Wow. That just happened. President Obama rejected the "inevitable" Keystone XL pipeline. He stood up to some powerful interests--and he made the right call. The stuff TransCanada wanted to pump through Keystone was about the dirtiest oil out there. Federal permits shouldn't help that kind of pollution move to market.
Unpacking his decision, the President explained "we're going to have to keep some fossil fuels in the ground rather than burn them and release more dangerous pollution into the sky."
That's a game changer. Until now, Mr. Obama has focused solely on reducing carbon emissions by promoting clean fuels and energy efficiency--greenhouse gas standards for vehicles, for instance. Vital efforts, because without alternatives to fossil fuel consumption, we'll wreck the planet.
He's not, however, dealt with excess oil and coal production that cuts against those initiatives. We've already discovered four to seven times the fossil fuel deposits we can burn, to avoid really bad climate impacts. Flooding the market with more promotes pollution over greener options. And sinking investment into expensive carbon extraction infrastructure locks in production and emissions far into the future, long after we have to finish kicking the fossil fuel habit.
So it's critical to ramp down long-range fossil fuel commitments in tandem with ramping up sustainable fuels and efficiency. Critical to keep some fossil fuels in the ground. And critical to have the most prominent, successful climate leader in the world explain that. Explain it's time to synch our policies on fossil fuel supply with our policies on reducing fossil fuel demand.
A great place to start synching is our Arctic Ocean. It has to be the worst place on Earth to drill for oil. It's remote, unspoiled, fragile, and battered by climate change. Ice floes and storms mean you can forget about meaningful spill response. Imperiled species like walruses, polar bears, whales, and ice seals abound. Drilling there sends the world a terrible signal: we'll go anywhere for more dirty oil.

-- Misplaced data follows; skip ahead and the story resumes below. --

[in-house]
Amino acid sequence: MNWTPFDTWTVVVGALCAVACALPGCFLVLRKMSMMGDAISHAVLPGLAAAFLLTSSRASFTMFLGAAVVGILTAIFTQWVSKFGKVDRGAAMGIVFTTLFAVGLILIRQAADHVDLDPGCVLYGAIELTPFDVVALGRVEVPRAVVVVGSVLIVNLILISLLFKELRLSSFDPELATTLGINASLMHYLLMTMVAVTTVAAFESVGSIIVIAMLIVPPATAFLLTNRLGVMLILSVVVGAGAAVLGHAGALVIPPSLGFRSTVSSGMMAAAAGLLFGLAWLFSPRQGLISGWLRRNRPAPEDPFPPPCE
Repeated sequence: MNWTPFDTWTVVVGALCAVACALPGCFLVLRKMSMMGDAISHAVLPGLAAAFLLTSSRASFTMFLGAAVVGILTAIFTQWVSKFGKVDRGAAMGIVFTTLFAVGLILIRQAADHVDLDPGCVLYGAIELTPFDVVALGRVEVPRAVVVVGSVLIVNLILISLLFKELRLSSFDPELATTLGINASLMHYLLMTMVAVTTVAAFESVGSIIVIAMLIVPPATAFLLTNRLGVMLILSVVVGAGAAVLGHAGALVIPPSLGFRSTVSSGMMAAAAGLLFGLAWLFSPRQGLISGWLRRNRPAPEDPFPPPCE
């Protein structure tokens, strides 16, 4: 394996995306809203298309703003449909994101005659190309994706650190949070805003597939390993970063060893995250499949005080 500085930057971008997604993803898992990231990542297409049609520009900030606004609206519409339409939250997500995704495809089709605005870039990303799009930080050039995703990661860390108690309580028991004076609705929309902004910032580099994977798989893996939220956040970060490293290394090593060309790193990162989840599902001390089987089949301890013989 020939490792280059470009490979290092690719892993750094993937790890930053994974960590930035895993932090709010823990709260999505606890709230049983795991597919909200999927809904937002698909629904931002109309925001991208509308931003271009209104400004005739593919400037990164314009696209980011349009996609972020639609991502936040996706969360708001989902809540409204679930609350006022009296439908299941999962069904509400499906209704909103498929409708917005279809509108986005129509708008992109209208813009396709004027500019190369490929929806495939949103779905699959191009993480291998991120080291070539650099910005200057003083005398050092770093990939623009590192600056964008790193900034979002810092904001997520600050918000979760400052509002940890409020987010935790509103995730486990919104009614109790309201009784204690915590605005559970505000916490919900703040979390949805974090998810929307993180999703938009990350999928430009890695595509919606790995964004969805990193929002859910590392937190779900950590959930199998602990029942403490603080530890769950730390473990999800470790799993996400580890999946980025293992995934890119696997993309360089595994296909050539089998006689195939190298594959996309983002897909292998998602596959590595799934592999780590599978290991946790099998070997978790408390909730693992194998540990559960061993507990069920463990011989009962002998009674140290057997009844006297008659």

Today, we have an extraordinary chance to end that folly. Oil companies have retreated, driven by setbacks in the field, massive public opposition, precautionary rules--enforced by environmentalists when the feds wouldn't, and huge costs. Plus, the Obama administration has just pulled the plug on all scheduled oil auctions there. And said "no" to extending existing leases.
That sets the stage to move U.S. energy supply policy out of the region for good. The President has that power. He can, with the stroke of a pen, withdraw the entire U.S. Arctic Ocean from any future oil leasing.
What a message to the world: "Join us putting the Arctic Ocean off limits to drilling that we can't safely do, for oil we can't safely burn."
NRDC and its partners are campaigning for President Obama to take that visionary step, as he prepares for the global climate summit next month. You can join our effort here. Tell the President, the first place to start keeping U.S. oil in the ground is under the sea.